The California Commission on Teacher Credentialing issues teaching credentials. One of the requirements for a teaching credential is competence in the subject(s) in which the credential authorizes instruction. California law provides two optional ways of meeting the subject matter competence requirement. Credential candidates can either (a) complete a Commission-approved subject matter program at a college or university or (b) pass one or more examinations adopted by the Commission for this purpose. The Commission strives to make these two options as equivalent as possible.
The purpose of this RFP is to secure a contractor to develop and administer new subject matter examinations for prospective teachers who choose to meet the subject matter competence requirement by taking exams. Exams are needed for all credential areas. This includes a new examination for prospective elementary teachers. This examination will include the following subject areas: reading, language, and literature; history and social science; science; mathematics; physical education; visual and performing arts; and human development. Content specifications for this exam have been developed and adopted by the Commission. They are available at www.ctc.ca.gov/SB2042/SB2042_info.html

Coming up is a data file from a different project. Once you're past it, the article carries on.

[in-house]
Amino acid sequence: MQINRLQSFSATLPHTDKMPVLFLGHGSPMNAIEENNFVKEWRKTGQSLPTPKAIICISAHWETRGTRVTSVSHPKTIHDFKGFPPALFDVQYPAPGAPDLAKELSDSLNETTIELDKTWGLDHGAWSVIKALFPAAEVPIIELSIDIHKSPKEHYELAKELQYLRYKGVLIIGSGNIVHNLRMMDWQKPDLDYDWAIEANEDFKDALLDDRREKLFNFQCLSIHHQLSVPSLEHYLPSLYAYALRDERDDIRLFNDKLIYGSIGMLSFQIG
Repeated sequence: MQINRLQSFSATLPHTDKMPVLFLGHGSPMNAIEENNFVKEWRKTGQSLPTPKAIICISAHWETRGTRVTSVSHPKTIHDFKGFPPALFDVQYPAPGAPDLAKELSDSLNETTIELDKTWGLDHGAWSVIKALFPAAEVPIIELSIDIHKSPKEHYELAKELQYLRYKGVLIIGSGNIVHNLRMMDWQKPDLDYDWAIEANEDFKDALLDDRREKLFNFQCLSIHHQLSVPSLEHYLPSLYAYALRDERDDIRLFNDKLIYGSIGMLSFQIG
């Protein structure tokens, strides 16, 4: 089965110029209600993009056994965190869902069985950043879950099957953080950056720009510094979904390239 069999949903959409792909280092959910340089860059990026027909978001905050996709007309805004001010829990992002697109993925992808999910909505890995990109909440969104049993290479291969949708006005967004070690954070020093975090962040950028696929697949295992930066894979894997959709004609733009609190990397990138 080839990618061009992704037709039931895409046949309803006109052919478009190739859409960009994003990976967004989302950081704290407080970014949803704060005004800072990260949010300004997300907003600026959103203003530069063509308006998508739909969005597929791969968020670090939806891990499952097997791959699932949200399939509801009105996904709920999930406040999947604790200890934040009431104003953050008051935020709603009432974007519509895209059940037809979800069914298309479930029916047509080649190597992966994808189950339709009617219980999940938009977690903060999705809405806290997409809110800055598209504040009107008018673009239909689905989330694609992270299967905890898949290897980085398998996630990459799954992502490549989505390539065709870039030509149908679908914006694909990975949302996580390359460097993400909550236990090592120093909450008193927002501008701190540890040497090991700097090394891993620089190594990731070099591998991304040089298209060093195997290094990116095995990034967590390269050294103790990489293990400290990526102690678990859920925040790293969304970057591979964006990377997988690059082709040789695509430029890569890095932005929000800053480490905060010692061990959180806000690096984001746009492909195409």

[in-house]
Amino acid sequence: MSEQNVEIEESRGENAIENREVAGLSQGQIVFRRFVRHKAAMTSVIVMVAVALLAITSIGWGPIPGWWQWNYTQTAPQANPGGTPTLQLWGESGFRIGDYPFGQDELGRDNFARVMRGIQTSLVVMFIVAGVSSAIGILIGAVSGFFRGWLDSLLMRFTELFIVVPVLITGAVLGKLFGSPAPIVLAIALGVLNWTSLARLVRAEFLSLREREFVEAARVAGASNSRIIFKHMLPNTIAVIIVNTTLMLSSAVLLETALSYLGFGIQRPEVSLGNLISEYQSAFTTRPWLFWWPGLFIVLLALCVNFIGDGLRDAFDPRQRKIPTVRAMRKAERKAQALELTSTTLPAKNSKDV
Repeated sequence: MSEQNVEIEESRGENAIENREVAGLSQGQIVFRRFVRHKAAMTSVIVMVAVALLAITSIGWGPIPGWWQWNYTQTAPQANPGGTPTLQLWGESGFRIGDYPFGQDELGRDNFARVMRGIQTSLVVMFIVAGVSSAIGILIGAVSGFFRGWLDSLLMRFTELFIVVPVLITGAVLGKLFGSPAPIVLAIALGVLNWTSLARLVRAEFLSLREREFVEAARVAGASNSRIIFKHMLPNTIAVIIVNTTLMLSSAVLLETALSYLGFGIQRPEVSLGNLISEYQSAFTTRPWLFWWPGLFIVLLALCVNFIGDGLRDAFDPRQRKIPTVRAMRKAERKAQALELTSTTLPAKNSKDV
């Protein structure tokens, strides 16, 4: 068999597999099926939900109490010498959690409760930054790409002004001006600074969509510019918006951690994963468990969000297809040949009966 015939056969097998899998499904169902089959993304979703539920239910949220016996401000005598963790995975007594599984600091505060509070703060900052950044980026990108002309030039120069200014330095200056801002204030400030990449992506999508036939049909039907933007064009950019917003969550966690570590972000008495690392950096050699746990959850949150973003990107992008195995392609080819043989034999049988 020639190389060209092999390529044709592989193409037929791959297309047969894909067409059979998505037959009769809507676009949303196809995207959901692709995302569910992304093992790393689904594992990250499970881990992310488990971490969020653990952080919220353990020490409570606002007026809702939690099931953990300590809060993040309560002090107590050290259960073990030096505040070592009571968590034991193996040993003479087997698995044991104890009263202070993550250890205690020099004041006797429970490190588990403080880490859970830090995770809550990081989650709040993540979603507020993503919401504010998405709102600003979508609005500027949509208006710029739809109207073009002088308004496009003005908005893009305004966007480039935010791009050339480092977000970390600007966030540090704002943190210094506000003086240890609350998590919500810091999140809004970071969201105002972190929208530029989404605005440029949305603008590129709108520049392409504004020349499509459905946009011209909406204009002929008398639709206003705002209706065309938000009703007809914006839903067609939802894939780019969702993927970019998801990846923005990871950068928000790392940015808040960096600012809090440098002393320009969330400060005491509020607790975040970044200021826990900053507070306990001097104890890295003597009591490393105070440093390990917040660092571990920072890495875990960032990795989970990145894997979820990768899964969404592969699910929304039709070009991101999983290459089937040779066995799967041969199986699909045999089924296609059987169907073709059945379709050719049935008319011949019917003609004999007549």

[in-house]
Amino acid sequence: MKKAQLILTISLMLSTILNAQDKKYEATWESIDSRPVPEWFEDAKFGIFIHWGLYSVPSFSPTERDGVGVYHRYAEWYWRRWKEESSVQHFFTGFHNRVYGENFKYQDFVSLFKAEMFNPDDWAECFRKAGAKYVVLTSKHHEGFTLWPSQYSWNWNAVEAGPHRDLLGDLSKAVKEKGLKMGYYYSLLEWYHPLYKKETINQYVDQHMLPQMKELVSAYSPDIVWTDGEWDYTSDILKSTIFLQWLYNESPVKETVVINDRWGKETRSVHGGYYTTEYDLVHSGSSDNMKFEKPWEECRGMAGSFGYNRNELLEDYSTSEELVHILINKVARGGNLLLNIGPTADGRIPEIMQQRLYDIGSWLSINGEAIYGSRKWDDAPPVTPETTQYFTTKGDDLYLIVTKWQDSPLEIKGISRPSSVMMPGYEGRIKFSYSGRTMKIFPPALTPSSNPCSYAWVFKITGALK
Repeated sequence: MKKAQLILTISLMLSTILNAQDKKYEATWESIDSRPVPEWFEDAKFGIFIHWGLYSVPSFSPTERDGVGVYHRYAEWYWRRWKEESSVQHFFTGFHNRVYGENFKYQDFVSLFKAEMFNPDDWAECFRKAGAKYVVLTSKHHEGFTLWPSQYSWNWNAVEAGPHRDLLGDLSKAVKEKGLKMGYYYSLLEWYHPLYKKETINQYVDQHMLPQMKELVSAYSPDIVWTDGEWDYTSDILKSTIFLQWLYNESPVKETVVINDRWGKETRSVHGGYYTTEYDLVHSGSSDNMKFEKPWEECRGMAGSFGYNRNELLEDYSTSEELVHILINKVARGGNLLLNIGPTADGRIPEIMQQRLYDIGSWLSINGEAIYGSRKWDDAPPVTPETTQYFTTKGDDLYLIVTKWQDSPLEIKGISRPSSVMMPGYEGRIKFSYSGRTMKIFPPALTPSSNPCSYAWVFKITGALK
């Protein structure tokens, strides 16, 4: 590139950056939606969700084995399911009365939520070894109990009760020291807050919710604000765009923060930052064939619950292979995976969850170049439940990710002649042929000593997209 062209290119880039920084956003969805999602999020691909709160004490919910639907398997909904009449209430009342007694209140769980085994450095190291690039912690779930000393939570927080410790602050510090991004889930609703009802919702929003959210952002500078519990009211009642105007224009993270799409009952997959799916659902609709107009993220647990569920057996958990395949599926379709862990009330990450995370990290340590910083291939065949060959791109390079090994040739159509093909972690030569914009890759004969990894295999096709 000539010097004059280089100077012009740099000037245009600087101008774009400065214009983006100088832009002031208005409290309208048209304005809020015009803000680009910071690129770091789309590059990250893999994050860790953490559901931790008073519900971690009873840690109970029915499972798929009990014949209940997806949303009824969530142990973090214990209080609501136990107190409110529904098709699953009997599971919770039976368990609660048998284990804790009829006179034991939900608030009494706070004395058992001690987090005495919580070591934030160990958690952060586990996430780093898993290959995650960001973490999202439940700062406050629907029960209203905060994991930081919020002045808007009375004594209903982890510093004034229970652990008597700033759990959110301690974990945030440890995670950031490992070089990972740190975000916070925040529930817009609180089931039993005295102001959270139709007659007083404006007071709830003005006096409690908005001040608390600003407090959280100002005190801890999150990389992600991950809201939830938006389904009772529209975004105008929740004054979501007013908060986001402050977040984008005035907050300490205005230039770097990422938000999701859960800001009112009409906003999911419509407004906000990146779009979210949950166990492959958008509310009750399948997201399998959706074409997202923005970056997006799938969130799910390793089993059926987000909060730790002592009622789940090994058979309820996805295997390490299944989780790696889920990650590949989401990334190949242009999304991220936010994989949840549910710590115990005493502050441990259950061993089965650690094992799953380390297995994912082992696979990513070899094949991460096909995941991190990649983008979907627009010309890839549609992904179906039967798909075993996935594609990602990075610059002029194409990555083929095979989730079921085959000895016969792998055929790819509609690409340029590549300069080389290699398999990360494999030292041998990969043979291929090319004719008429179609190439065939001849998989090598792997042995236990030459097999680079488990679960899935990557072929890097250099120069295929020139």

In addition, new examinations in…thirteen subject areas are needed for prospective secondary teachers…
The contract term will be from approximately March 2002 through October 2006, and will include test administrations through June 2006. The new elementary subject matter examination, and the new exams in English, mathematics, science, and social science, are to be ready for initial administration approximately half way through the 2002-03 testing year. Exams in physical education, art, music, and languages other than English, and the new PET exam, are to be ready for initial administration approximately half way through the 2003-04 testing year. The remaining exams are to be ready for initial administration approximately half way through the 2004-05 testing year. (Proposal Deadline: February 19, 2002)
Source: Art Susman, WestEd – http://www.wested.org – 22 December 2001
The draft California Science Framework was [posted] on the Web on December 19 for public comment [http://www.cde.ca.gov/cfir/index.html#3]. The State Board of Education (SBE) will review and hear that public comment at its meeting in Sacramento on January 9th. [The Framework will be presented to the SBE as an action item at its 6-7 February 2002 meeting]… This Framework is the document that will support the implementation of the science standards, drive science programs, and ultimately define how California’s students will learn science… The document will direct state policies for the next six years.